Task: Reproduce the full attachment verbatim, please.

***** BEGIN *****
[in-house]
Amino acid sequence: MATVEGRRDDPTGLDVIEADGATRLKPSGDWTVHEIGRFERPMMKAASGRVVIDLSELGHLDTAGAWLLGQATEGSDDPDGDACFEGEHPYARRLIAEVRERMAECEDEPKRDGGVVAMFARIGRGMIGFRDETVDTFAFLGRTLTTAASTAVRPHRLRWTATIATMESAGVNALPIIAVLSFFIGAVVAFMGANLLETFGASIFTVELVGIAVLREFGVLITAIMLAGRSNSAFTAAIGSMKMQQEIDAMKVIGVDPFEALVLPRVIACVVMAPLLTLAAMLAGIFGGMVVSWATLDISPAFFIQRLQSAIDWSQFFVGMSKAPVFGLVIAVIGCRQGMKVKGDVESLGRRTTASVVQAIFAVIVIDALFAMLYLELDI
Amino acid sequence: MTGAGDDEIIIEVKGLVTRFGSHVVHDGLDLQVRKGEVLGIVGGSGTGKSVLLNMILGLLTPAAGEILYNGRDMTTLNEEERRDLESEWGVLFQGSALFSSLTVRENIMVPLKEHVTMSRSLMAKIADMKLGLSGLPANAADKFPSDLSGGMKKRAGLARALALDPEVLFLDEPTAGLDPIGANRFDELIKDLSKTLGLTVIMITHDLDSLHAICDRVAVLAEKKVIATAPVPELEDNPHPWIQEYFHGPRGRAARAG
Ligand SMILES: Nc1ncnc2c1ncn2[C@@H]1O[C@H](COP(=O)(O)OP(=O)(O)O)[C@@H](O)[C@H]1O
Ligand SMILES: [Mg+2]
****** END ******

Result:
[in-house]
Amino acid sequence: MATVEGRRDDPTGLDVIEADGATRLKPSGDWTVHEIGRFERPMMKAASGRVVIDLSELGHLDTAGAWLLGQATEGSDDPDGDACFEGEHPYARRLIAEVRERMAECEDEPKRDGGVVAMFARIGRGMIGFRDETVDTFAFLGRTLTTAASTAVRPHRLRWTATIATMESAGVNALPIIAVLSFFIGAVVAFMGANLLETFGASIFTVELVGIAVLREFGVLITAIMLAGRSNSAFTAAIGSMKMQQEIDAMKVIGVDPFEALVLPRVIACVVMAPLLTLAAMLAGIFGGMVVSWATLDISPAFFIQRLQSAIDWSQFFVGMSKAPVFGLVIAVIGCRQGMKVKGDVESLGRRTTASVVQAIFAVIVIDALFAMLYLELDI
Amino acid sequence: MTGAGDDEIIIEVKGLVTRFGSHVVHDGLDLQVRKGEVLGIVGGSGTGKSVLLNMILGLLTPAAGEILYNGRDMTTLNEEERRDLESEWGVLFQGSALFSSLTVRENIMVPLKEHVTMSRSLMAKIADMKLGLSGLPANAADKFPSDLSGGMKKRAGLARALALDPEVLFLDEPTAGLDPIGANRFDELIKDLSKTLGLTVIMITHDLDSLHAICDRVAVLAEKKVIATAPVPELEDNPHPWIQEYFHGPRGRAARAG
Ligand SMILES: Nc1ncnc2c1ncn2[C@@H]1O[C@H](COP(=O)(O)OP(=O)(O)O)[C@@H](O)[C@H]1O
Ligand SMILES: [Mg+2]